The D.C. Circuit, on March 16, 2018, issued an opinion in the Boiler MACT reconsideration case, Sierra Club v. EPA, 884 F.3d 1185, which was a petition for review by environmental groups of the 2015 reconsideration of the Boiler MACT rule. The case addressed two issues that were severed from the litigation challenging the 2013 Boiler MACT rule (U.S. Sugar v. EPA): (1) The 130-ppm threshold for CO standards, which, as described above, were established as a surrogate for non-dioxin organic HAP and (2) the definitions of periods of startup and shutdown and the applicable work practices to be used during those periods. The court granted the petition as to the CO issue, finding that the EPA had not provided sufficient record support for the CO concentration threshold and remanded for further explanation, but denied the petition on the startup/shutdown issue and upheld the EPA's approach as consistent with the CAA.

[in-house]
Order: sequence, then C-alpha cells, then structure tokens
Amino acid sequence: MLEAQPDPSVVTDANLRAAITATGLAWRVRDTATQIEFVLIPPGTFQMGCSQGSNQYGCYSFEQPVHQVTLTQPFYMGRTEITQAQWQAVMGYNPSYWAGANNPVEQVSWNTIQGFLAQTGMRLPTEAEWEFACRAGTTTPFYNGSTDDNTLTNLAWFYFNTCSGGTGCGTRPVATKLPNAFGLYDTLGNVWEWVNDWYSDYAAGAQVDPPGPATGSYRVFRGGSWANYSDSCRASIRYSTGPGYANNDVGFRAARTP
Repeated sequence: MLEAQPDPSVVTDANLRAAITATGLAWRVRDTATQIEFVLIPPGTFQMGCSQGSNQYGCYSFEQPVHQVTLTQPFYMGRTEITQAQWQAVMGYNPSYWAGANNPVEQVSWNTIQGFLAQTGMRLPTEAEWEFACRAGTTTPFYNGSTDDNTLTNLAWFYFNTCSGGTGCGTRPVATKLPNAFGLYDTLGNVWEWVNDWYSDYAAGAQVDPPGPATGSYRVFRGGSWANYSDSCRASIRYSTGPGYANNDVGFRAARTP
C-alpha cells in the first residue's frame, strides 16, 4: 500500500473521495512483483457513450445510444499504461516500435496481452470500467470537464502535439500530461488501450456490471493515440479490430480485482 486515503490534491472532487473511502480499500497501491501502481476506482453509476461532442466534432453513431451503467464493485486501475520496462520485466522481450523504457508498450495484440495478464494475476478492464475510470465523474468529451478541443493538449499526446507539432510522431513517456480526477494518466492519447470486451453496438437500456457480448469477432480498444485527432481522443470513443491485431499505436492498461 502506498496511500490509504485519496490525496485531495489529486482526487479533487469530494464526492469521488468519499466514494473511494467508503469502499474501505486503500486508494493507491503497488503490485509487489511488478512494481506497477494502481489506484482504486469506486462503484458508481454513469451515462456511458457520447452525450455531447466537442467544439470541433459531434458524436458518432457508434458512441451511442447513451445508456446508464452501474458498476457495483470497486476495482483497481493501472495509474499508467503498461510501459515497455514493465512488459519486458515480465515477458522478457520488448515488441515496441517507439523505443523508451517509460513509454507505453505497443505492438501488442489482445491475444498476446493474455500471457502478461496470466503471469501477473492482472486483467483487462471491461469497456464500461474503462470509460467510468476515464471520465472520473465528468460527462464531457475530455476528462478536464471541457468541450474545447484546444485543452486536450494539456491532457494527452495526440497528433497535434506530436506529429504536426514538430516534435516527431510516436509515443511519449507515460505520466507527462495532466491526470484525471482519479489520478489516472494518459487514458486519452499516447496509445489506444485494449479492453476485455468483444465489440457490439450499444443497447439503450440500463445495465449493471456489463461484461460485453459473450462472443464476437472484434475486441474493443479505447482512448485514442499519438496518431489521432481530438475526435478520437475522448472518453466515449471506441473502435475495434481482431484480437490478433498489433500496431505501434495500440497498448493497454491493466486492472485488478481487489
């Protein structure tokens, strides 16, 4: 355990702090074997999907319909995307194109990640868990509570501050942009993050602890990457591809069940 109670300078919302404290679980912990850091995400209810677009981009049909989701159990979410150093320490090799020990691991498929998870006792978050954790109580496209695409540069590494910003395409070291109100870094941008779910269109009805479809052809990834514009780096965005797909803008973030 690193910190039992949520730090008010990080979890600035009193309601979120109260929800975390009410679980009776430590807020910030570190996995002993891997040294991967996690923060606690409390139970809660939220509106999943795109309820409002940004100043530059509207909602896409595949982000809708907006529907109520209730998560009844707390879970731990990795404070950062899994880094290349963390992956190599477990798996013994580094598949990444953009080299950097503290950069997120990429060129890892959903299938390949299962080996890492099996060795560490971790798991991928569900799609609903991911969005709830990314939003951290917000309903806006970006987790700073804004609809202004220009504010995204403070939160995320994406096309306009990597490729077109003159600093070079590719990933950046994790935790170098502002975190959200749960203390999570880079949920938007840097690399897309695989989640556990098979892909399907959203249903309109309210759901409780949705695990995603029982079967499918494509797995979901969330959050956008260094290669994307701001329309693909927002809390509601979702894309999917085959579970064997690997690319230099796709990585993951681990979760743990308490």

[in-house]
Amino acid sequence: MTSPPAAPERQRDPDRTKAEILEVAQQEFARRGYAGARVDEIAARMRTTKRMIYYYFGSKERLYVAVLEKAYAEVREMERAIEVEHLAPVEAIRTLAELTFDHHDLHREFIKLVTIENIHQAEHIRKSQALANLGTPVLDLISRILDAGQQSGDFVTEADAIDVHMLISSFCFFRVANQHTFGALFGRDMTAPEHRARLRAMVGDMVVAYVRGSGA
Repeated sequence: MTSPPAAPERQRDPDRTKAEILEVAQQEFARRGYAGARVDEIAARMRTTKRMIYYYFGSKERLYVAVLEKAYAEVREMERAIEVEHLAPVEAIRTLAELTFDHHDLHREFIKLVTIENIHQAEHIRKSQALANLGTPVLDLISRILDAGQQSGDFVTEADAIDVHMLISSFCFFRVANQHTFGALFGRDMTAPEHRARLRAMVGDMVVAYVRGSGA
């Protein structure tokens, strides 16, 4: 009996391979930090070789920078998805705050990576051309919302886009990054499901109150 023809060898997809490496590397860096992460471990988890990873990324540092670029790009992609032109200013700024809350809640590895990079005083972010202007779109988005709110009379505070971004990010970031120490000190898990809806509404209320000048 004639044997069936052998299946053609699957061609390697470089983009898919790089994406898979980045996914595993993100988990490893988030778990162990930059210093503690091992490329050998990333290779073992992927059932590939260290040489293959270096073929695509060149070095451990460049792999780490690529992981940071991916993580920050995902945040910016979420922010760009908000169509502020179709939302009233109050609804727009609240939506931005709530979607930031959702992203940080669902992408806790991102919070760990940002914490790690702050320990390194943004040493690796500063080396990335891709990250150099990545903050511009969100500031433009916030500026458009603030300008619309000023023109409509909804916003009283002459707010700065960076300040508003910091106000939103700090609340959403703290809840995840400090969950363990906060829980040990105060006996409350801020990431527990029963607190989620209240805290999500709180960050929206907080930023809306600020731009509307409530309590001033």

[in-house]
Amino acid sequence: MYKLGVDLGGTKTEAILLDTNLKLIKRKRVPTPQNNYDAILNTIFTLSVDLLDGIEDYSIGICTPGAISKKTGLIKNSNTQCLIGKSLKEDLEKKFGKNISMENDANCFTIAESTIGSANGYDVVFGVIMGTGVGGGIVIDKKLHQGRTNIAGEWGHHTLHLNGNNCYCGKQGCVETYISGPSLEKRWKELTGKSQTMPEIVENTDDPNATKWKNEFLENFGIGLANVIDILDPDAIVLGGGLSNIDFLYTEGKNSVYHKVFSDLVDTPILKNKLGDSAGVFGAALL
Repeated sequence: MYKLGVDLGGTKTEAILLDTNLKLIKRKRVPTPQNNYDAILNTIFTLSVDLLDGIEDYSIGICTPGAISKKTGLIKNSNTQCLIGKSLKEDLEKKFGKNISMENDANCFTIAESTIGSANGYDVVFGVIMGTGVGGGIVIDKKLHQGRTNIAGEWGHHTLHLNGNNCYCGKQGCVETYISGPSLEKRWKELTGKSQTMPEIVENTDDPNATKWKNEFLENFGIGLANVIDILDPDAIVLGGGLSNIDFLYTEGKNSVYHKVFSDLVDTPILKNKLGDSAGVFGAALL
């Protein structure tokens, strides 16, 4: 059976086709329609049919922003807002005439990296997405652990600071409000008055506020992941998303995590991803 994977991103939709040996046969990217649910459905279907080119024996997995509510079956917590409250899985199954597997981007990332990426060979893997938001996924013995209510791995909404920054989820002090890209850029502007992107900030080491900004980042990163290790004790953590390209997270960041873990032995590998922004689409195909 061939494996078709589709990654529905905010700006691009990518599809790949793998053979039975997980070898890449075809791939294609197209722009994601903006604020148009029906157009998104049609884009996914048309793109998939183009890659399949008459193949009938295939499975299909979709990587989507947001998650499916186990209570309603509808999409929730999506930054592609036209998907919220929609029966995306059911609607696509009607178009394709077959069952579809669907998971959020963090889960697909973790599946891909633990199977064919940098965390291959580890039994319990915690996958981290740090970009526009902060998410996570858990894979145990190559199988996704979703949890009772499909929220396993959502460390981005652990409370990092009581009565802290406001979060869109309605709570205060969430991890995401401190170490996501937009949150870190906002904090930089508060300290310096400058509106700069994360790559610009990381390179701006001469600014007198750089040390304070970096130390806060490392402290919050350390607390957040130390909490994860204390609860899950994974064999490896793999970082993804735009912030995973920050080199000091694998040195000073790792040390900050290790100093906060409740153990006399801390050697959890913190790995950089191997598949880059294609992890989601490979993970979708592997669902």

The court declined to revisit its opinion in U.S. Sugar, in which the court upheld the use of CO as a surrogate for organic HAP but remanded to the EPA to address whether there are means to reduce organic HAP other than by combustion. Against that backdrop, the court, in its decision in Sierra Club said the question before it was whether, assuming CO is an appropriate surrogate, the EPA's decision to establish a 130-ppm threshold as the lowest (i.e., most stringent) numeric CO limit was consistent with the requirements of the CAA. Based on a close examination of the record, the court held that the EPA had not sufficiently explained its rationale and questioned EPA's reliance on data regarding the relationship between formaldehyde and organic HAP that the EPA had previously characterized as unreliable.